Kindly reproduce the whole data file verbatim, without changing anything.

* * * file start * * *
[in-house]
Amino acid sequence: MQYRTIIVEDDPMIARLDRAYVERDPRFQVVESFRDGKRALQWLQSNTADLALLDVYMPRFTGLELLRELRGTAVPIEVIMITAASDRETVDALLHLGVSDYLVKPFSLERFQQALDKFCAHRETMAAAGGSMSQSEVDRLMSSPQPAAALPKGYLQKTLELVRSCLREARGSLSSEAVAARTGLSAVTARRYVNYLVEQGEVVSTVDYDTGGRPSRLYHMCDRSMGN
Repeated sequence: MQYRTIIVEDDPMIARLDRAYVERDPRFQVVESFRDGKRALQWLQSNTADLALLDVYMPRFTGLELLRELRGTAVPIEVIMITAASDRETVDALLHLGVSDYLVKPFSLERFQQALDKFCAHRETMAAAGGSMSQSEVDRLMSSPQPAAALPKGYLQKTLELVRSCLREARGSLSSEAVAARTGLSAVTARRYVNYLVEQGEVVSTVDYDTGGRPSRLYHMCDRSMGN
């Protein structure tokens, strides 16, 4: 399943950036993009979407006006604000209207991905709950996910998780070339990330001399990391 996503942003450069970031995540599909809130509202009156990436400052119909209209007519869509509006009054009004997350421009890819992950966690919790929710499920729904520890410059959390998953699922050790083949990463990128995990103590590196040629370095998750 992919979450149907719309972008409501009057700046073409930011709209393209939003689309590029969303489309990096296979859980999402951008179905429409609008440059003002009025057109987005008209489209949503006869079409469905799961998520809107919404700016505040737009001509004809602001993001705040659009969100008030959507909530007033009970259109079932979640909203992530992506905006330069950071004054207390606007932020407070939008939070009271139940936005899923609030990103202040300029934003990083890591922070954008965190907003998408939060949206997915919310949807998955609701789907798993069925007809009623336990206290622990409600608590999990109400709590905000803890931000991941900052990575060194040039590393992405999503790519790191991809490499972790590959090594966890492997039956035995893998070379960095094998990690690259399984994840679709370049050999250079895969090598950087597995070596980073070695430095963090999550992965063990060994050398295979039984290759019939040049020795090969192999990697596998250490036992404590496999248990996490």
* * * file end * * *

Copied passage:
[in-house]
Amino acid sequence: MQYRTIIVEDDPMIARLDRAYVERDPRFQVVESFRDGKRALQWLQSNTADLALLDVYMPRFTGLELLRELRGTAVPIEVIMITAASDRETVDALLHLGVSDYLVKPFSLERFQQALDKFCAHRETMAAAGGSMSQSEVDRLMSSPQPAAALPKGYLQKTLELVRSCLREARGSLSSEAVAARTGLSAVTARRYVNYLVEQGEVVSTVDYDTGGRPSRLYHMCDRSMGN
Repeated sequence: MQYRTIIVEDDPMIARLDRAYVERDPRFQVVESFRDGKRALQWLQSNTADLALLDVYMPRFTGLELLRELRGTAVPIEVIMITAASDRETVDALLHLGVSDYLVKPFSLERFQQALDKFCAHRETMAAAGGSMSQSEVDRLMSSPQPAAALPKGYLQKTLELVRSCLREARGSLSSEAVAARTGLSAVTARRYVNYLVEQGEVVSTVDYDTGGRPSRLYHMCDRSMGN
């Protein structure tokens, strides 16, 4: 399943950036993009979407006006604000209207991905709950996910998780070339990330001399990391 996503942003450069970031995540599909809130509202009156990436400052119909209209007519869509509006009054009004997350421009890819992950966690919790929710499920729904520890410059959390998953699922050790083949990463990128995990103590590196040629370095998750 992919979450149907719309972008409501009057700046073409930011709209393209939003689309590029969303489309990096296979859980999402951008179905429409609008440059003002009025057109987005008209489209949503006869079409469905799961998520809107919404700016505040737009001509004809602001993001705040659009969100008030959507909530007033009970259109079932979640909203992530992506905006330069950071004054207390606007932020407070939008939070009271139940936005899923609030990103202040300029934003990083890591922070954008965190907003998408939060949206997915919310949807998955609701789907798993069925007809009623336990206290622990409600608590999990109400709590905000803890931000991941900052990575060194040039590393992405999503790519790191991809490499972790590959090594966890492997039956035995893998070379960095094998990690690259399984994840679709370049050999250079895969090598950087597995070596980073070695430095963090999550992965063990060994050398295979039984290759019939040049020795090969192999990697596998250490036992404590496999248990996490």